On Tuesday February 5th, the House Energy and Commerce subcommittee began a series of congressional hearings called “American Energy and Security and Innovation.” This particular hearing was a discussion over the natural resources available in North America. There is a wide spread perception that our nation’s resources are scarce to say the least, however technological advancements have led to the sizable discovery and procurement of natural resources such as oil and natural gas. Developments in science have also revealed a more accurate picture of our resource inventory.
Adam Sieminski from the Energy Information Administration revealed the current state of fossil fuel and renewable energy production in the US as well as recent developments in the organization. A main focus of the EIA is cooperation with the United States Geographic Survey to determine technically recoverable resources (TRR), which will allude to the quantity of natural resources and help guide environmental policy decisions. It is vital that lawmakers as well as the people are aware of the newest developments in energy production and technology.
Currently, crude oil has increased by 0.8 million barrels per day (bbl/d) from last year, and is expected to increase from 2.79 to 6.4 million from tight oil production in Texas Montana and North Dakota. Natural gas production has also increased—especially due to the boom in shale gas—to 69.2 billion cubic feet per day. Also, coal production has increased by 12% between 2008 and 2012. Dr. Daniel Yergin, Vice Chairman of HIS stated that the US is amidst an “unconventional revolution in oil and gas”.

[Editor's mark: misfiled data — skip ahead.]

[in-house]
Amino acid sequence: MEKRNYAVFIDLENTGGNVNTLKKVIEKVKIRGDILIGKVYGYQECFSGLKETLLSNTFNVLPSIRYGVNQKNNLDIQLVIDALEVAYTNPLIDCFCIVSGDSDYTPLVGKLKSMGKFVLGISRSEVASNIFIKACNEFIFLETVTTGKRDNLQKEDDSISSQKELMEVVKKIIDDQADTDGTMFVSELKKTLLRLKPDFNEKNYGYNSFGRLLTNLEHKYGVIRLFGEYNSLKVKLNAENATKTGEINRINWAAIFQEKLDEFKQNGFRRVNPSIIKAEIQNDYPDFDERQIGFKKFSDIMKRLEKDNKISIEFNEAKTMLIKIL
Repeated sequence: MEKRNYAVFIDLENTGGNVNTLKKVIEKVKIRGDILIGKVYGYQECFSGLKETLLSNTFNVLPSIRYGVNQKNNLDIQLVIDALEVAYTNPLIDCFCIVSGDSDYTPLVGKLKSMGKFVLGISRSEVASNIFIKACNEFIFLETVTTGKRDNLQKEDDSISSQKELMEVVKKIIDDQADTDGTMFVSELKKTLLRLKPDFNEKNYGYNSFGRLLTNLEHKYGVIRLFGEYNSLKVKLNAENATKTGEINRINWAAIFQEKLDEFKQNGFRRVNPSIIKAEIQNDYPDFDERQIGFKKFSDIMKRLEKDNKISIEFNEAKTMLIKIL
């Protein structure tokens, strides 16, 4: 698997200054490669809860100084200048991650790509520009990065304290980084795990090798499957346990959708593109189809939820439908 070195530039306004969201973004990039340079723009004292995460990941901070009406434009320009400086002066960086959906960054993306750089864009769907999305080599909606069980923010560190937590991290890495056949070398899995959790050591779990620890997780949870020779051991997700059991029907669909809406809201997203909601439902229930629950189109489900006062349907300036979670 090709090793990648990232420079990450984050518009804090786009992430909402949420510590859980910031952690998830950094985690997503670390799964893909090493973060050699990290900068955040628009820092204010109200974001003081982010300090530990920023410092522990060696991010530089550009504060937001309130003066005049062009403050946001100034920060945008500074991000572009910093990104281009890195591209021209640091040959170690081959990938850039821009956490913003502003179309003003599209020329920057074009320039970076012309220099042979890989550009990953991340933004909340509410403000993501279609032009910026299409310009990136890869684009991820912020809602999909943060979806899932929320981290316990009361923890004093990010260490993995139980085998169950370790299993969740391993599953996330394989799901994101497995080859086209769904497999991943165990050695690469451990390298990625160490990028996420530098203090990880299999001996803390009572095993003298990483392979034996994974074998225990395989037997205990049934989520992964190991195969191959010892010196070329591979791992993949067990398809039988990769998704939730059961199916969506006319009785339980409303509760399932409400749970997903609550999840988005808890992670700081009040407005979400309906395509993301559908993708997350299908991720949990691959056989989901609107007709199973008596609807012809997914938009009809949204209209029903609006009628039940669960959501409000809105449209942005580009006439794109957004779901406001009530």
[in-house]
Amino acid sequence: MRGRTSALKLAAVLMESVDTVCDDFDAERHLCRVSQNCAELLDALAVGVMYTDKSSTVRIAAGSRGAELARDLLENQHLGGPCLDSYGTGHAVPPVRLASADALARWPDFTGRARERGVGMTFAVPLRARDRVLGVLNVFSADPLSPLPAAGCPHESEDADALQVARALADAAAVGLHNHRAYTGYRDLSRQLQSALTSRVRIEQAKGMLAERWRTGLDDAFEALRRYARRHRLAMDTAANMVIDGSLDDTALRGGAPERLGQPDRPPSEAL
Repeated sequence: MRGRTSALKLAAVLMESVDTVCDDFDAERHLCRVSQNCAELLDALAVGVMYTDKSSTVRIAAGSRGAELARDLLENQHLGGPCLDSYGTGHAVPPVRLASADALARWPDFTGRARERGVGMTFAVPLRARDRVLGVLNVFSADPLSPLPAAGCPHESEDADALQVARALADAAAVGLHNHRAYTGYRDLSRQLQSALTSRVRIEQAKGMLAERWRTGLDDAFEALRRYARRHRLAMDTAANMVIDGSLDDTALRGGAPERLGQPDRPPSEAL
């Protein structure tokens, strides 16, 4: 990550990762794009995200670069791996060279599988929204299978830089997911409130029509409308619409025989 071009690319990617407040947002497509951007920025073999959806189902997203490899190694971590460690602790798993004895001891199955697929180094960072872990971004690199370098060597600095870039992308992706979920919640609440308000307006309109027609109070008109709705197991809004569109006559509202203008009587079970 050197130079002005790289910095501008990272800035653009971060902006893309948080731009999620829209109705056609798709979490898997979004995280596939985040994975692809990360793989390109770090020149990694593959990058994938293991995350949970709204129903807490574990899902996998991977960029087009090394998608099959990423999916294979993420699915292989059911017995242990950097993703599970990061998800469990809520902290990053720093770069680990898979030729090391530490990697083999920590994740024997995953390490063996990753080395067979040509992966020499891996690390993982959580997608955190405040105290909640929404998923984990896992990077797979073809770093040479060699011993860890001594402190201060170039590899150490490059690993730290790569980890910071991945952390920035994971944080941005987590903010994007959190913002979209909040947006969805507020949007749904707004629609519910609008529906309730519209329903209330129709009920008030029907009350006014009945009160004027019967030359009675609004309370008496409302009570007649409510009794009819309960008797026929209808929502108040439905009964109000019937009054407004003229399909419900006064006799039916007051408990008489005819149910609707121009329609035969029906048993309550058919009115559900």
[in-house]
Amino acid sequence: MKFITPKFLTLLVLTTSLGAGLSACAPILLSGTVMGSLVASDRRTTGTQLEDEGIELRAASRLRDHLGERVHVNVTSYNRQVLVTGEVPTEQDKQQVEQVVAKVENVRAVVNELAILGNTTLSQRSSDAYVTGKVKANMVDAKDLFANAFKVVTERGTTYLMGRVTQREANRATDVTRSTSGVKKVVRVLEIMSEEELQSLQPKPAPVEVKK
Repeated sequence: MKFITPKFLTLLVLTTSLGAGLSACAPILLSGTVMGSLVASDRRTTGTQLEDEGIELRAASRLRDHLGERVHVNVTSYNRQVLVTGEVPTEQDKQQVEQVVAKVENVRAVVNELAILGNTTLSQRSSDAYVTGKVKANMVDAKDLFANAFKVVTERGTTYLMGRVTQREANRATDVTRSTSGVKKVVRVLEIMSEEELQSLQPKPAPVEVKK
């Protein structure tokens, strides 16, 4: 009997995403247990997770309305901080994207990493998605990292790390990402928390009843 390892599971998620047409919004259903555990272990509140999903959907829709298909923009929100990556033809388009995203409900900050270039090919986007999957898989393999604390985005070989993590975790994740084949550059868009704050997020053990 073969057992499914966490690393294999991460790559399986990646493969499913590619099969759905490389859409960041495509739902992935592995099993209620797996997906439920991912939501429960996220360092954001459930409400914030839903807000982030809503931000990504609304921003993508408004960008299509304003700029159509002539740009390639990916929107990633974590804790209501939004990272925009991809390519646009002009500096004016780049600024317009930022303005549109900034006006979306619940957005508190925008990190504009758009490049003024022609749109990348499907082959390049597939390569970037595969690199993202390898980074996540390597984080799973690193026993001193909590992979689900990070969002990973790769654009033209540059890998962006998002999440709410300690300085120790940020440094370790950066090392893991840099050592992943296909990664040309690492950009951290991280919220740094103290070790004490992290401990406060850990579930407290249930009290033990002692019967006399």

This “revolution” goes beyond the massive production of energy; the industry supports approximately 1.7 million jobs. This escalation is not only helping the general economy as well as jobs, but it is enhancing the United States’ competitiveness globally. He mentioned two debates that are going to make a significant impact on energy and environmental legislation. Firstly, there is the controversy over the environmental impact of shale gas production and secondly, the role of US energy exports.
Other interest stakeholders had the opportunity to testify at the hearing, one of which was Jennifer L. Morgan the director of the climate and energy program from the World Resources Institute. She pointed out interested of the WRI regarding how to best handle to enhancement of energy in the US. There are two roles in particular that congress should play, one being helping to support programs to insure that product labeling is accurate and encourages private investment. This has much to do with helping consumers make informed choices. Secondly, WRI states that congress should place emphasis on efficiency standards. This is especially for vehicles, appliances and other energy consuming production in US commerce.
As a whole this subcommittee hearing consisted of laying the groundwork for congressional movement on energy policy. The treatment of natural resources is vital to the economy, jobs, and US competitiveness and congress can be the place where integral movement can begin.